Introduction to the Geology of North-West Scotland

Chris Simpson gave a talk summarising the main features of the geology of the Northwest Highlands of Scotland based on a 2022 guided tour with Chris Darmon and Colin Schofield.
The area is famous in geological circles because of the "Highlands Controversy" which divided 19th Century geologists – how could it be that old rocks should be found lying on top of younger rocks? The British Geological Survey sent two geologists to conduct an in-depth survey of the whole area and settle the controversy once and for all. Messrs Peach and Horne did just that. They found that older rocks were indeed emplaced overlying younger rocks as the result of large-scale thrust faults. Crustal compression during the Caledonian Orogeny had pushed millions of tons of rock over many miles to produce the Moine Thrust in the Northwest Highlands (and the Outer Islands Thrust Fault in the Outer Hebrides).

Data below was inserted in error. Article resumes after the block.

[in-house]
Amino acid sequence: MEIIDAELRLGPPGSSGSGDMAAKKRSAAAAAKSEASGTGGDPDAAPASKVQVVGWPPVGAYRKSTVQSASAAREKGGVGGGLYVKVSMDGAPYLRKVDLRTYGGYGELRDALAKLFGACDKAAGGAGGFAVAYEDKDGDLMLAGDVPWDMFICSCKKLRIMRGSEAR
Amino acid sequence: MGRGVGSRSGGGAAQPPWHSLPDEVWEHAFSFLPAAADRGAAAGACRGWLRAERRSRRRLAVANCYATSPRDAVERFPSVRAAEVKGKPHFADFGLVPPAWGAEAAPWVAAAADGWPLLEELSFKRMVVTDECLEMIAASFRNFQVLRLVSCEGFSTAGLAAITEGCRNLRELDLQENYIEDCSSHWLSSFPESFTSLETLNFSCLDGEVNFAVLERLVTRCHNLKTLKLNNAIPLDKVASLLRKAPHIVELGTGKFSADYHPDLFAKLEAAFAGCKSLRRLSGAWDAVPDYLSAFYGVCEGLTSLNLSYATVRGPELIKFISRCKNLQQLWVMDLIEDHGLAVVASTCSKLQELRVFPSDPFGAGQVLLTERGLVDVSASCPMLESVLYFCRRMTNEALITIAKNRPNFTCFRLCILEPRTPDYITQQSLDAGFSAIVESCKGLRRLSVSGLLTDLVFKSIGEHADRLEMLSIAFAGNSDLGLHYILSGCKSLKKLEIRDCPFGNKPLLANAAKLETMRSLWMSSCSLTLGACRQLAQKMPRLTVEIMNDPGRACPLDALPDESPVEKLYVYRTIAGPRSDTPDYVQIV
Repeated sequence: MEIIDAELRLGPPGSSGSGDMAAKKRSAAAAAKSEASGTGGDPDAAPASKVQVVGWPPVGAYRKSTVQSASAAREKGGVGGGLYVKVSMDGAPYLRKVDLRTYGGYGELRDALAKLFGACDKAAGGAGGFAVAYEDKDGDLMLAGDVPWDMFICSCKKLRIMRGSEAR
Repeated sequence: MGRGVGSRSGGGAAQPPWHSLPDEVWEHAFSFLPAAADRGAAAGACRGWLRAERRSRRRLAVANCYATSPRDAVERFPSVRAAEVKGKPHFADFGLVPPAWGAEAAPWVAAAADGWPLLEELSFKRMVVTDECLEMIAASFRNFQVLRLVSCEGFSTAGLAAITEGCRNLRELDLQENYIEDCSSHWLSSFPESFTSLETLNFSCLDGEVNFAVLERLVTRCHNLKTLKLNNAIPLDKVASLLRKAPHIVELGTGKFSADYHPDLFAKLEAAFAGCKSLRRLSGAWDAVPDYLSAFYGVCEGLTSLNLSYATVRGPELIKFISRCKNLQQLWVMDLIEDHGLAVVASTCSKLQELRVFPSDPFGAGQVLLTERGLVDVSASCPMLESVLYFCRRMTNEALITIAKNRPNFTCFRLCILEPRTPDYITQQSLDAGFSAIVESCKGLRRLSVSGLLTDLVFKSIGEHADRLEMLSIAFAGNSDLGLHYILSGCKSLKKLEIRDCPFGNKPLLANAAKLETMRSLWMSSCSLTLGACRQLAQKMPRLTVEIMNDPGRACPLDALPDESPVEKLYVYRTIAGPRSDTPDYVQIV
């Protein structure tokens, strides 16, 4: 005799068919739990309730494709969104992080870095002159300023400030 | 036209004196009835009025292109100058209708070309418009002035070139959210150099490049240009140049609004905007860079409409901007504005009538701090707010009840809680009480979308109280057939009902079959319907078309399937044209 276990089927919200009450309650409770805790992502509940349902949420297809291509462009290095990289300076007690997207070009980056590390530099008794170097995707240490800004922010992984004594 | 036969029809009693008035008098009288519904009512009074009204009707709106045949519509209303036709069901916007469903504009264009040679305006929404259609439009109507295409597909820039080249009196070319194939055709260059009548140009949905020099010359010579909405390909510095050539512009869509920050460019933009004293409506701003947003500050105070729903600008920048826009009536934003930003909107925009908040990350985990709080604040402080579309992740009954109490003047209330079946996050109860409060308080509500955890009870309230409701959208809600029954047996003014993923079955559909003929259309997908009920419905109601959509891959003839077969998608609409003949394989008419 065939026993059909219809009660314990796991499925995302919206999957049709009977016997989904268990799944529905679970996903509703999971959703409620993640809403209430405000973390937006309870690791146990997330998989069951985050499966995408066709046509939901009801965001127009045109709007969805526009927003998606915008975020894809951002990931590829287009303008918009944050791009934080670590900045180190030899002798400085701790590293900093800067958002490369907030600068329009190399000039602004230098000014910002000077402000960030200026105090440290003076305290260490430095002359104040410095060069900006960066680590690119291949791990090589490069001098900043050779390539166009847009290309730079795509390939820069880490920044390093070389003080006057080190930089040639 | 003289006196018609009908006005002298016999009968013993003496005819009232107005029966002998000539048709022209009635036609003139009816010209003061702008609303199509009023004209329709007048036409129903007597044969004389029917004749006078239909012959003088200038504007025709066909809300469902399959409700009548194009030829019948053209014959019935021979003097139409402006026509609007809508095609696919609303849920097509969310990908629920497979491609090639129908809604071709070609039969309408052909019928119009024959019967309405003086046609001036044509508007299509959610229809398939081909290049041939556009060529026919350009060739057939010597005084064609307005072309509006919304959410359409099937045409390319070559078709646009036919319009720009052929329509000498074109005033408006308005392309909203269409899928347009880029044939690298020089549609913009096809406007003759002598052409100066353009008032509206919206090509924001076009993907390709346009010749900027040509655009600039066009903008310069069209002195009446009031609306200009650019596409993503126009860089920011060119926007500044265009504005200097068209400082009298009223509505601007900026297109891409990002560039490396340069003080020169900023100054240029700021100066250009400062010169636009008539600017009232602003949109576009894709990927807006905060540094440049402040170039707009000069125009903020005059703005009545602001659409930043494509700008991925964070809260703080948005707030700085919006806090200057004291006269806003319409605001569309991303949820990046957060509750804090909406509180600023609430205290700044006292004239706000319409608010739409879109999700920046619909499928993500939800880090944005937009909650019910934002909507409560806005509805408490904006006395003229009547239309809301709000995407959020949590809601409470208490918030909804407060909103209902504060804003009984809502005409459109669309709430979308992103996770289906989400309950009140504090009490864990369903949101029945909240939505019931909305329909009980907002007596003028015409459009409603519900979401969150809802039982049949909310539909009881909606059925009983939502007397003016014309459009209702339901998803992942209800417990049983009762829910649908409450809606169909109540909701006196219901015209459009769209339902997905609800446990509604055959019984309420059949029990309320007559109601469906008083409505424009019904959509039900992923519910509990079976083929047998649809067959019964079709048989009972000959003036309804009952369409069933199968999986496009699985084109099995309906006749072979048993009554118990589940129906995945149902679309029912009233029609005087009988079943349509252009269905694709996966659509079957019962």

Chris also showed pictures of many of the other geological delights to be found in the Northwest Highlands.
(Summary and photos by Chris Simpson)

The Moine Thrust as seen at Knockan Crag. The dark layer at the top of the hillside is Moine schists which are thrust over pulverised Durness Limestones.

Close-up photograph showing contact between the Moine schists and Durness Limestone

An information board about the Glencoul Thrust.

The Glencoul Thrust as seen on a cloudy day.

The chance sighting of a vogesite sill alongside the A837 a few miles South of Inchnadamph.

The vogesite sill intrudes the Ghrudaidh Formation – dolostones forming the base of the Durness limestones.
Vogesite is a plagioclase-rich lampropyre

The “multi-coloured rock stop”. Three ages of rock intermingled. Gneiss around 2.8Ba, basaltic dykes around 2.3Ba and pegmatitic granites around 1.75Ba

A close-up photograph of the pegmatitic granite -- Ignore the rock drill marks made when this road cutting was made. Nobody knew about this conjunction of rocks until the road was dug!

Achmelvich. Banded gneiss with olivine nodules.
The presence of these nodules suggests that the gneiss originated from a piece of oceanic crust